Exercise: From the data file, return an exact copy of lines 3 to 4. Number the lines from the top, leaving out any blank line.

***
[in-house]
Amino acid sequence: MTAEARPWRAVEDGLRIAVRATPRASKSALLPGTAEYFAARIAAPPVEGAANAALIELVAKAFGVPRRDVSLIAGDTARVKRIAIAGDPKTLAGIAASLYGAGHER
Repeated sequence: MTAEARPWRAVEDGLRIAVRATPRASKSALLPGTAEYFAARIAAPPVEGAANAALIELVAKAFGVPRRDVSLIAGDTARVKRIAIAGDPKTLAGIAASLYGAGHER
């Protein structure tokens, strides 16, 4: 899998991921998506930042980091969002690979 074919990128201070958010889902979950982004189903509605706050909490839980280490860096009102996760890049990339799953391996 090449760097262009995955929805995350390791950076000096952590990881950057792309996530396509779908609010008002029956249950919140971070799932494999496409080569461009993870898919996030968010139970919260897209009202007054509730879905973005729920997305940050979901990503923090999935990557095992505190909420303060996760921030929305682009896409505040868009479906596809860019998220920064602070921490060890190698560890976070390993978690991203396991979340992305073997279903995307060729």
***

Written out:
Repeated sequence: MTAEARPWRAVEDGLRIAVRATPRASKSALLPGTAEYFAARIAAPPVEGAANAALIELVAKAFGVPRRDVSLIAGDTARVKRIAIAGDPKTLAGIAASLYGAGHER
């Protein structure tokens, strides 16, 4: 899998991921998506930042980091969002690979 074919990128201070958010889902979950982004189903509605706050909490839980280490860096009102996760890049990339799953391996 090449760097262009995955929805995350390791950076000096952590990881950057792309996530396509779908609010008002029956249950919140971070799932494999496409080569461009993870898919996030968010139970919260897209009202007054509730879905973005729920997305940050979901990503923090999935990557095992505190909420303060996760921030929305682009896409505040868009479906596809860019998220920064602070921490060890190698560890976070390993978690991203396991979340992305073997279903995307060729």